Acquitted Beaver County sheriff shifts attention to campaign
Fresh off an acquittal in a criminal case that dogged him for more than two years, Beaver County Sheriff George David said he's focusing on his re-election campaign.
“I think I gained more support,” David, 67, of Hopewell said of the trial's impact on his 2015 race. “Because everything that was brought up in court was a lie, and the jury saw it, and I was found not guilty.”
David has been back in his office in the Beaver County Courthouse for two weeks. He was on house arrest for about four months while awaiting trial because a judge determined he violated conditions of his bond that restricted access to parts of the courthouse.
Acquitted on July 11 of charges that he threatened an online reporter with a blackjack and a gun during an April 2012 interview in his office, David insists he holds no grudges, even though co-workers and friends testified against him.
“As long as everybody does their job, I'll be happy,” David said. “The only thing I want is my department to go back to the way it was.”
Beaver County Democratic Committee Chair Michael Sisk said he hasn't talked to David about any political endorsement. He said he's not sure what the general mood of the committee is.
“Some people are staunch supporters, that he went through the system and was found not guilty and vindicated. Some don't believe it. It's all over the map,” Sisk said.
At least three people, including a retired state trooper and a retired deputy, announced their intentions to run against him for the Democratic nomination in the 2015 election.
David's solicitor, Myron Sainovich, said everyone they've spoken to has said they're supporting the sheriff. He added that some Democratic committee members have committed to David.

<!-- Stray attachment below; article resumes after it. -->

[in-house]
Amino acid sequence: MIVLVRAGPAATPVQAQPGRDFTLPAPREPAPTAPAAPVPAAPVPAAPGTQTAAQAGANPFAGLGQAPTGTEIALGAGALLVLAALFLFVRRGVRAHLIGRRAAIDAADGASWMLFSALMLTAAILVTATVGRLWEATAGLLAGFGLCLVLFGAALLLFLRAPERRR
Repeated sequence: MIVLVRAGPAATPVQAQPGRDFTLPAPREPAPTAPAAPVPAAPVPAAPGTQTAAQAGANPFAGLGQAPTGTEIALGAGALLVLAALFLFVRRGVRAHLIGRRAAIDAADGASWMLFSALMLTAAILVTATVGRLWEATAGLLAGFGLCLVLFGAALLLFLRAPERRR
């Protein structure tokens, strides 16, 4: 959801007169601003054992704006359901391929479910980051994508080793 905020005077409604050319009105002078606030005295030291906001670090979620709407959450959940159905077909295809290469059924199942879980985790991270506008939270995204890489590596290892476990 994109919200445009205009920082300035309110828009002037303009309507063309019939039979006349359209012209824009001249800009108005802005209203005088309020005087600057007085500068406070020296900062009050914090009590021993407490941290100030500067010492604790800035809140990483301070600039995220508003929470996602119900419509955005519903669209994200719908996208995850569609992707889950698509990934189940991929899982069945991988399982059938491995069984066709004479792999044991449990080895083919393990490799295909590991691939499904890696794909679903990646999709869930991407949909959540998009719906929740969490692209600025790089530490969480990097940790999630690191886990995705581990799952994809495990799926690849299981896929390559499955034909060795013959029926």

David faces a summary trial, possibly in the fall, on a harassment charge that he threatened a campaign worker.
He's trying to retain some ability to hire out his deputies for private security. Representatives from his office and the county's law department are scheduled to meet on Tuesday to discuss providing security at some school functions, including basketball and football games, he said.
Providing private security has been a money-maker for David's office.
Last year, while awaiting his criminal trial, he squared off in civil court against county commissioners, who told him in 2012 to stop.
David argues he's doing what previous sheriffs have done. The commissioners maintain they have the final say on contracts approving that work.
The county and sheriff's department are expected to finalize a temporary injunction barring the sheriff's office from providing those services, according to assistant county solicitor Bernie Rabik.
David said he is no longer waiving fees for gun permits — a practice that drew criticism from county Controller David Rossi, who said it cost the county money.
Rossi said he turned over an audit to District Attorney Anthony Berosh and that it has been passed on to the Attorney General's Office.
Rossi declined further comment. Berosh did not return a message on Friday. The attorney general's office would not comment.
Sainovich said that Rossi was simply playing politics. “I have not heard that anyone is moving forward with any kind of action,” Sainovich said.
David produced an auditor general's report stating that he properly sent more than $344,000 to the state for gun permits issued between September 2008 and August 2012.
“Frankly, after the acquittal, this is inconsequential,” Sainovich said.
Bill Vidonic is a staff writer for Trib Total Media. He can be reached at 412-380-5621 or firstname.lastname@example.org.
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